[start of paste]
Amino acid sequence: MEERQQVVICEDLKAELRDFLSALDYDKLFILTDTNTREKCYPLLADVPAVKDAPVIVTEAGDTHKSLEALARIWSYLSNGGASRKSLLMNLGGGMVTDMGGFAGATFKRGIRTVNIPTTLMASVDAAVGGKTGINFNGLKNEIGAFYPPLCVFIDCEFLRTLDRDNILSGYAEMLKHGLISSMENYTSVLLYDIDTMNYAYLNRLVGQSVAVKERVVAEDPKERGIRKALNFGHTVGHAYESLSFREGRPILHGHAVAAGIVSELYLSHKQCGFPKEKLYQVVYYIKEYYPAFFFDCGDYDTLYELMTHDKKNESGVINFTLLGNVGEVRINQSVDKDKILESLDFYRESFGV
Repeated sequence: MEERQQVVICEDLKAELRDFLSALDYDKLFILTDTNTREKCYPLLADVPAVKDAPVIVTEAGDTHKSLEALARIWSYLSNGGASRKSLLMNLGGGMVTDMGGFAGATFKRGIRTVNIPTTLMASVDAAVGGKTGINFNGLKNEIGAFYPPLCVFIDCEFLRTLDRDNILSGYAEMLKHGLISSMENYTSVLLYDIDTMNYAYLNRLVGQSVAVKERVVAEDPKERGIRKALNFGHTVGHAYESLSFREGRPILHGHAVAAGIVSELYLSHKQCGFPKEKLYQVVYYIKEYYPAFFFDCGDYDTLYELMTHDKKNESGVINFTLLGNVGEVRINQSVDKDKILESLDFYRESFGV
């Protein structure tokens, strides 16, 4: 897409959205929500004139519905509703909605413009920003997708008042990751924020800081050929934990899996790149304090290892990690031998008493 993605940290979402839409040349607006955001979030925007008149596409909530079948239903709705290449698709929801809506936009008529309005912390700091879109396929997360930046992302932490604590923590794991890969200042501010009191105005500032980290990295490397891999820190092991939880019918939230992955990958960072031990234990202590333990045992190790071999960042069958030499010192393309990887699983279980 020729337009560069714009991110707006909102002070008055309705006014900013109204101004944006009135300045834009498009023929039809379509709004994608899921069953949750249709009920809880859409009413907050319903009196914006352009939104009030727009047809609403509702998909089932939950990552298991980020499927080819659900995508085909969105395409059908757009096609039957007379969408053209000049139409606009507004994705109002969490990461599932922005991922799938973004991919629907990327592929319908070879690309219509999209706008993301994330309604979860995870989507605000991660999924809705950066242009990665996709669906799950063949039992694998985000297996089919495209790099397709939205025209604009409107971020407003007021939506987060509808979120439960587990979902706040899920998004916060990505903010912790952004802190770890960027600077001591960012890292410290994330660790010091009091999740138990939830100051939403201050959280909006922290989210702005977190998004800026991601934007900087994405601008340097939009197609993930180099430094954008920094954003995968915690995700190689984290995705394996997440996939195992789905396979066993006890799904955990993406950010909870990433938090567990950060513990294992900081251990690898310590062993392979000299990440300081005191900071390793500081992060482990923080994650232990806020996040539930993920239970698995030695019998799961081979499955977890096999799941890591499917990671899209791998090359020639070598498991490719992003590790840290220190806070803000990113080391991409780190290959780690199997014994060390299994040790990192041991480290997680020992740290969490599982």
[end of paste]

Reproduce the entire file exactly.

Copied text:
Amino acid sequence: MEERQQVVICEDLKAELRDFLSALDYDKLFILTDTNTREKCYPLLADVPAVKDAPVIVTEAGDTHKSLEALARIWSYLSNGGASRKSLLMNLGGGMVTDMGGFAGATFKRGIRTVNIPTTLMASVDAAVGGKTGINFNGLKNEIGAFYPPLCVFIDCEFLRTLDRDNILSGYAEMLKHGLISSMENYTSVLLYDIDTMNYAYLNRLVGQSVAVKERVVAEDPKERGIRKALNFGHTVGHAYESLSFREGRPILHGHAVAAGIVSELYLSHKQCGFPKEKLYQVVYYIKEYYPAFFFDCGDYDTLYELMTHDKKNESGVINFTLLGNVGEVRINQSVDKDKILESLDFYRESFGV
Repeated sequence: MEERQQVVICEDLKAELRDFLSALDYDKLFILTDTNTREKCYPLLADVPAVKDAPVIVTEAGDTHKSLEALARIWSYLSNGGASRKSLLMNLGGGMVTDMGGFAGATFKRGIRTVNIPTTLMASVDAAVGGKTGINFNGLKNEIGAFYPPLCVFIDCEFLRTLDRDNILSGYAEMLKHGLISSMENYTSVLLYDIDTMNYAYLNRLVGQSVAVKERVVAEDPKERGIRKALNFGHTVGHAYESLSFREGRPILHGHAVAAGIVSELYLSHKQCGFPKEKLYQVVYYIKEYYPAFFFDCGDYDTLYELMTHDKKNESGVINFTLLGNVGEVRINQSVDKDKILESLDFYRESFGV
């Protein structure tokens, strides 16, 4: 897409959205929500004139519905509703909605413009920003997708008042990751924020800081050929934990899996790149304090290892990690031998008493 993605940290979402839409040349607006955001979030925007008149596409909530079948239903709705290449698709929801809506936009008529309005912390700091879109396929997360930046992302932490604590923590794991890969200042501010009191105005500032980290990295490397891999820190092991939880019918939230992955990958960072031990234990202590333990045992190790071999960042069958030499010192393309990887699983279980 020729337009560069714009991110707006909102002070008055309705006014900013109204101004944006009135300045834009498009023929039809379509709004994608899921069953949750249709009920809880859409009413907050319903009196914006352009939104009030727009047809609403509702998909089932939950990552298991980020499927080819659900995508085909969105395409059908757009096609039957007379969408053209000049139409606009507004994705109002969490990461599932922005991922799938973004991919629907990327592929319908070879690309219509999209706008993301994330309604979860995870989507605000991660999924809705950066242009990665996709669906799950063949039992694998985000297996089919495209790099397709939205025209604009409107971020407003007021939506987060509808979120439960587990979902706040899920998004916060990505903010912790952004802190770890960027600077001591960012890292410290994330660790010091009091999740138990939830100051939403201050959280909006922290989210702005977190998004800026991601934007900087994405601008340097939009197609993930180099430094954008920094954003995968915690995700190689984290995705394996997440996939195992789905396979066993006890799904955990993406950010909870990433938090567990950060513990294992900081251990690898310590062993392979000299990440300081005191900071390793500081992060482990923080994650232990806020996040539930993920239970698995030695019998799961081979499955977890096999799941890591499917990671899209791998090359020639070598498991490719992003590790840290220190806070803000990113080391991409780190290959780690199997014994060390299994040790990192041991480290997680020992740290969490599982």